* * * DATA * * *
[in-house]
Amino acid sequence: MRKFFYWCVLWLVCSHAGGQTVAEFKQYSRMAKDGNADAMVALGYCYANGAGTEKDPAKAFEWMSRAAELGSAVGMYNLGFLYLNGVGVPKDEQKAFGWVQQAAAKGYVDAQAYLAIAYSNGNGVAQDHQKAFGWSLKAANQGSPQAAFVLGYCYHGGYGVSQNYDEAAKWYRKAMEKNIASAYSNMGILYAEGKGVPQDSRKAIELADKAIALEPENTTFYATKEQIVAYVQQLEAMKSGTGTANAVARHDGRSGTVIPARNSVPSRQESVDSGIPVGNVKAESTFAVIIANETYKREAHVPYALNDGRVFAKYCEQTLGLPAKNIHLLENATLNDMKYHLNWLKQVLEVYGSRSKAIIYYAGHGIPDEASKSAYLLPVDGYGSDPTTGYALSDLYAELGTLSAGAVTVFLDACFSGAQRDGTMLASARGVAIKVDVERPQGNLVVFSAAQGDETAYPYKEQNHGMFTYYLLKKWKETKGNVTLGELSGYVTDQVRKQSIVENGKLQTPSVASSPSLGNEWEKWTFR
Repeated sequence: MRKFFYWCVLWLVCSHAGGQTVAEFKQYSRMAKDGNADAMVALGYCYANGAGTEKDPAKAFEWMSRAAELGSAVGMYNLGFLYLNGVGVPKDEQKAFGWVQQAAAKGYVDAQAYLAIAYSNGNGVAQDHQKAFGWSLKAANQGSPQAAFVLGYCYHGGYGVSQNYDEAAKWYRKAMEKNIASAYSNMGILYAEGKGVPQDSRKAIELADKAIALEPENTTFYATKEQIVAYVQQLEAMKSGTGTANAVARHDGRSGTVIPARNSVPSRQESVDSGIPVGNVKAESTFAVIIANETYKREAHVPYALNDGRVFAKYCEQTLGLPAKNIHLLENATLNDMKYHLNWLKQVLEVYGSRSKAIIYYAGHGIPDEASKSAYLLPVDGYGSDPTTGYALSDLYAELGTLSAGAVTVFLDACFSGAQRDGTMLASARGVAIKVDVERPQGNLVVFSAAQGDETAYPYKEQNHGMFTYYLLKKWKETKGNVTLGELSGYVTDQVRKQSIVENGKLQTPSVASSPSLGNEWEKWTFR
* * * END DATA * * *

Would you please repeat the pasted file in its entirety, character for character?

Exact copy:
[in-house]
Amino acid sequence: MRKFFYWCVLWLVCSHAGGQTVAEFKQYSRMAKDGNADAMVALGYCYANGAGTEKDPAKAFEWMSRAAELGSAVGMYNLGFLYLNGVGVPKDEQKAFGWVQQAAAKGYVDAQAYLAIAYSNGNGVAQDHQKAFGWSLKAANQGSPQAAFVLGYCYHGGYGVSQNYDEAAKWYRKAMEKNIASAYSNMGILYAEGKGVPQDSRKAIELADKAIALEPENTTFYATKEQIVAYVQQLEAMKSGTGTANAVARHDGRSGTVIPARNSVPSRQESVDSGIPVGNVKAESTFAVIIANETYKREAHVPYALNDGRVFAKYCEQTLGLPAKNIHLLENATLNDMKYHLNWLKQVLEVYGSRSKAIIYYAGHGIPDEASKSAYLLPVDGYGSDPTTGYALSDLYAELGTLSAGAVTVFLDACFSGAQRDGTMLASARGVAIKVDVERPQGNLVVFSAAQGDETAYPYKEQNHGMFTYYLLKKWKETKGNVTLGELSGYVTDQVRKQSIVENGKLQTPSVASSPSLGNEWEKWTFR
Repeated sequence: MRKFFYWCVLWLVCSHAGGQTVAEFKQYSRMAKDGNADAMVALGYCYANGAGTEKDPAKAFEWMSRAAELGSAVGMYNLGFLYLNGVGVPKDEQKAFGWVQQAAAKGYVDAQAYLAIAYSNGNGVAQDHQKAFGWSLKAANQGSPQAAFVLGYCYHGGYGVSQNYDEAAKWYRKAMEKNIASAYSNMGILYAEGKGVPQDSRKAIELADKAIALEPENTTFYATKEQIVAYVQQLEAMKSGTGTANAVARHDGRSGTVIPARNSVPSRQESVDSGIPVGNVKAESTFAVIIANETYKREAHVPYALNDGRVFAKYCEQTLGLPAKNIHLLENATLNDMKYHLNWLKQVLEVYGSRSKAIIYYAGHGIPDEASKSAYLLPVDGYGSDPTTGYALSDLYAELGTLSAGAVTVFLDACFSGAQRDGTMLASARGVAIKVDVERPQGNLVVFSAAQGDETAYPYKEQNHGMFTYYLLKKWKETKGNVTLGELSGYVTDQVRKQSIVENGKLQTPSVASSPSLGNEWEKWTFR